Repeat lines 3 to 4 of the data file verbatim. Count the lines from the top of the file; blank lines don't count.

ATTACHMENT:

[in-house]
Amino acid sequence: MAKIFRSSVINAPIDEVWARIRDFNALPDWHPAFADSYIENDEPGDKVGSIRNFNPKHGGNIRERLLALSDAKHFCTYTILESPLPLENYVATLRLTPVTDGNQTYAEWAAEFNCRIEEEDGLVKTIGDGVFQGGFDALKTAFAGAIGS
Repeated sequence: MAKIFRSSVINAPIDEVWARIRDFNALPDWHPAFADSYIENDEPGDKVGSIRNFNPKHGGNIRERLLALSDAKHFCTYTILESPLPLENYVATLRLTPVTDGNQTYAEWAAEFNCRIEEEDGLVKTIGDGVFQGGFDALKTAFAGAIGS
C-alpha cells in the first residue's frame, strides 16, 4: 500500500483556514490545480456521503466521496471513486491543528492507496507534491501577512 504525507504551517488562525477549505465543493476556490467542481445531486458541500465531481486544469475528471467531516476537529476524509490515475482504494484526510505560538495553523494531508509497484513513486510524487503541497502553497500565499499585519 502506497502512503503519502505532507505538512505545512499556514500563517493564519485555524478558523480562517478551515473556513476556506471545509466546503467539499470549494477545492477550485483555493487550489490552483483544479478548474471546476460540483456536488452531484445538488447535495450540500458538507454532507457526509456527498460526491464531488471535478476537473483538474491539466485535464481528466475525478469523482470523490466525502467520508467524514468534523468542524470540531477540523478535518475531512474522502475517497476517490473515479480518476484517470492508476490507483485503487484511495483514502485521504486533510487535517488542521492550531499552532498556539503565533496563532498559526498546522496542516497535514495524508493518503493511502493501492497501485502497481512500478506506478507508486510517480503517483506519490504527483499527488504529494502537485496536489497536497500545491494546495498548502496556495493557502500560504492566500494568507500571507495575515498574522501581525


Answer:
Repeated sequence: MAKIFRSSVINAPIDEVWARIRDFNALPDWHPAFADSYIENDEPGDKVGSIRNFNPKHGGNIRERLLALSDAKHFCTYTILESPLPLENYVATLRLTPVTDGNQTYAEWAAEFNCRIEEEDGLVKTIGDGVFQGGFDALKTAFAGAIGS
C-alpha cells in the first residue's frame, strides 16, 4: 500500500483556514490545480456521503466521496471513486491543528492507496507534491501577512 504525507504551517488562525477549505465543493476556490467542481445531486458541500465531481486544469475528471467531516476537529476524509490515475482504494484526510505560538495553523494531508509497484513513486510524487503541497502553497500565499499585519 502506497502512503503519502505532507505538512505545512499556514500563517493564519485555524478558523480562517478551515473556513476556506471545509466546503467539499470549494477545492477550485483555493487550489490552483483544479478548474471546476460540483456536488452531484445538488447535495450540500458538507454532507457526509456527498460526491464531488471535478476537473483538474491539466485535464481528466475525478469523482470523490466525502467520508467524514468534523468542524470540531477540523478535518475531512474522502475517497476517490473515479480518476484517470492508476490507483485503487484511495483514502485521504486533510487535517488542521492550531499552532498556539503565533496563532498559526498546522496542516497535514495524508493518503493511502493501492497501485502497481512500478506506478507508486510517480503517483506519490504527483499527488504529494502537485496536489497536497500545491494546495498548502496556495493557502500560504492566500494568507500571507495575515498574522501581525